Rebecca (@avietnamesevoice)

Peter, CMA Youth Pastor
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Question: How is Vietnamese culture in the church different from outside the church?
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Answer: It depends.  I kind of like this answer simply because it allows for many variables.  Before I get into the differences, let me talk a little bit about the history of the Vietnamese church and how it has morphed over the years.
In the mid seventies, Vietnamese people started immigrating to the US.  During that time the church was a pillar of stability for people in their faith as well as in their culture.  I’m sure temples were the same at that time too.  It brought some familiarity to people who lost their country.  Diaspora is a word that has been thrown around a bit: a people group displaced from their home country.
As time has gone by, the Vietnamese churches have continued to exist, however many changes have taken place in two categories: geography and generation.
The connection a church or it’s people have to the mother culture depends on the generation, as in how far removed they are from their mother culture, as well as their proximity to a large general Vietnamese community.  However, there is a clear trend.  As much as we like to admit it, culture is fading in our communities here in the US more and more each day.  I’ll explain later.
Theologically speaking, Christians are “not of this world.” If we are Christ followers, we are people who are here in the now but we are taught and believe that we will one day be in Heaven.  I’m not going to go into a theological debate about heaven or hell, however, with this notion and paradigm, the closer one gets to the Christian faith, the less culture becomes a necessity.  The longing for the Christian is what is to come and not pining for something that has passed by.  In some cases, parts of culture go against certain beliefs and therefore no longer carries any sort of significance especially when events in the Vietnamese calendar is very much tied to religious beliefs and superstitions.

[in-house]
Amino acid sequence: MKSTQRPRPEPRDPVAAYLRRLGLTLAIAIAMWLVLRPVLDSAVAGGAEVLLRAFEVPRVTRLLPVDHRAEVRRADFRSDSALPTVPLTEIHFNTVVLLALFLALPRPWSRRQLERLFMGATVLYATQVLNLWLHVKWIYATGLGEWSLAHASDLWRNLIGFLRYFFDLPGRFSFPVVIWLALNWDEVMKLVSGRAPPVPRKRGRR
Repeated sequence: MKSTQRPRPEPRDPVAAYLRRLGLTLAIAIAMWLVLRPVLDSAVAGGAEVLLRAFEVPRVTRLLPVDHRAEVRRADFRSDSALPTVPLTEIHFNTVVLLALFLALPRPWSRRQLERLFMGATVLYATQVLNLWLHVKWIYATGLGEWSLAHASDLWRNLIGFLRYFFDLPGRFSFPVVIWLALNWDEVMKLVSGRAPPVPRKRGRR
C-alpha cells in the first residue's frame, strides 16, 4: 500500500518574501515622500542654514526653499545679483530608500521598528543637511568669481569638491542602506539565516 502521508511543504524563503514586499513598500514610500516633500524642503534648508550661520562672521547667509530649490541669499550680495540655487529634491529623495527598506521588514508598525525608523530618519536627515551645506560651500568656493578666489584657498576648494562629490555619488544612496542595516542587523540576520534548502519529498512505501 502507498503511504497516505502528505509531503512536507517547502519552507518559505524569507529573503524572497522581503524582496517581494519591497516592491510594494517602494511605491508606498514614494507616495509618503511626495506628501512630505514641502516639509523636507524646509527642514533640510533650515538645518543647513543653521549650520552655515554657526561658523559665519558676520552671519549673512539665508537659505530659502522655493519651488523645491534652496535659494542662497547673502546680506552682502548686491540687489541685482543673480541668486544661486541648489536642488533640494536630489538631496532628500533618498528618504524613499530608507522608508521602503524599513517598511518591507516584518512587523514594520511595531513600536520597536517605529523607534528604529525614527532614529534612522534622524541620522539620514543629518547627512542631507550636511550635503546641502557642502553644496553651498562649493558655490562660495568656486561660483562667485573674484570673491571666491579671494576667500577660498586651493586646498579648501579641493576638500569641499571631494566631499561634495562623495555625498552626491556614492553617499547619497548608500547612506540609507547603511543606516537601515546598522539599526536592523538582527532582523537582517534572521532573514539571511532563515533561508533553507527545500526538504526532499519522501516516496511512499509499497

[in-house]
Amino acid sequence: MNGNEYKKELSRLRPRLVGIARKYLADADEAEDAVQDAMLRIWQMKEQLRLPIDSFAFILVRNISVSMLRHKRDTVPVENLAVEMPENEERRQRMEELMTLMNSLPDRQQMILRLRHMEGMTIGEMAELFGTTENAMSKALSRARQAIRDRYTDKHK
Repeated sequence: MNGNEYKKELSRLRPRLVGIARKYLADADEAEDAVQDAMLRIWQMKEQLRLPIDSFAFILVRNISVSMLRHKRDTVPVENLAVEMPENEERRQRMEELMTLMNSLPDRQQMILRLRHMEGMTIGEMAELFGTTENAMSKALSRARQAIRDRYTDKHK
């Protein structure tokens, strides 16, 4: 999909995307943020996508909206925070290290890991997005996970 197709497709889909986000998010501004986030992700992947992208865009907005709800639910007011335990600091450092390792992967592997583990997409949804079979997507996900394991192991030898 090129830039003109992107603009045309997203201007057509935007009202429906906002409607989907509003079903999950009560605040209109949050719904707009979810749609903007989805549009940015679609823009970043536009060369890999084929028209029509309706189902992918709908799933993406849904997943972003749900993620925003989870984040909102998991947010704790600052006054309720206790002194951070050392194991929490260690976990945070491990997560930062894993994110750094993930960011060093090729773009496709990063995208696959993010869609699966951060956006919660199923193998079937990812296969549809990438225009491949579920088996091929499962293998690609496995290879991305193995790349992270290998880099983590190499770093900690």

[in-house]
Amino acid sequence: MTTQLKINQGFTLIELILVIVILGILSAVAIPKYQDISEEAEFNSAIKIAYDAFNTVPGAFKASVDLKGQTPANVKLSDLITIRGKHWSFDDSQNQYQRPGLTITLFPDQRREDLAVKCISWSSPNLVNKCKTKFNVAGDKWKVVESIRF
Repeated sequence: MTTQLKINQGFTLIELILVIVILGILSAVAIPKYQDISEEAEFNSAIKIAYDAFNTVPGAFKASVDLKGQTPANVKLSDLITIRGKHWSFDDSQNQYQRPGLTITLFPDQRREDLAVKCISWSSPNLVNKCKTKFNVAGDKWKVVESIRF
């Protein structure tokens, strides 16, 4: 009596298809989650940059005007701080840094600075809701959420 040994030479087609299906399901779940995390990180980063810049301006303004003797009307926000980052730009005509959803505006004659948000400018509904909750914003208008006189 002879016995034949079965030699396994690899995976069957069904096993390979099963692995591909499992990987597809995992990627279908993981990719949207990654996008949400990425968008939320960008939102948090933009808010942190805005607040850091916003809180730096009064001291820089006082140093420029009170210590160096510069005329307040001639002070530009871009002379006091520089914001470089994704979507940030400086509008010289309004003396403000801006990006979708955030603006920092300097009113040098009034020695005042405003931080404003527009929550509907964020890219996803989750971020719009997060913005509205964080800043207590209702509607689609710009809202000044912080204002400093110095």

So let’s tackle the easy part.  Churches that are far away from a large Vietnamese community make

Rebecca (@avietnamesevoice)

Sarah, CSULB Alumni
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Question: Who in the Vietnamese culture do you admire the most?
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Answer: Thuy Trang (Trini / Yellow Power Ranger) was one of the few female Vietnamese celebrities I knew of growing up. Being both a woman and a minority especially in the entertainment industry before and even now is tough. Today we still right for equality of at least acknowledgment of existing and growing talent in the Vietnamese American culture. Xanthe Huynh (voice actor) is a young and aspiring entertainer with her roles in anime and games such as Zero no Tsukaima (Siesta) and Persona 5 (Haru Okumura). I know there are many talented people who are working hard to make a name for themselves and become a beacon for the growing Vietnamese American population in all professions-especially entertainment! I have noticed some Viet names in the production team of anime and games in the past couple of years increase! I'm excited to see what everyone will do to make their mark on history.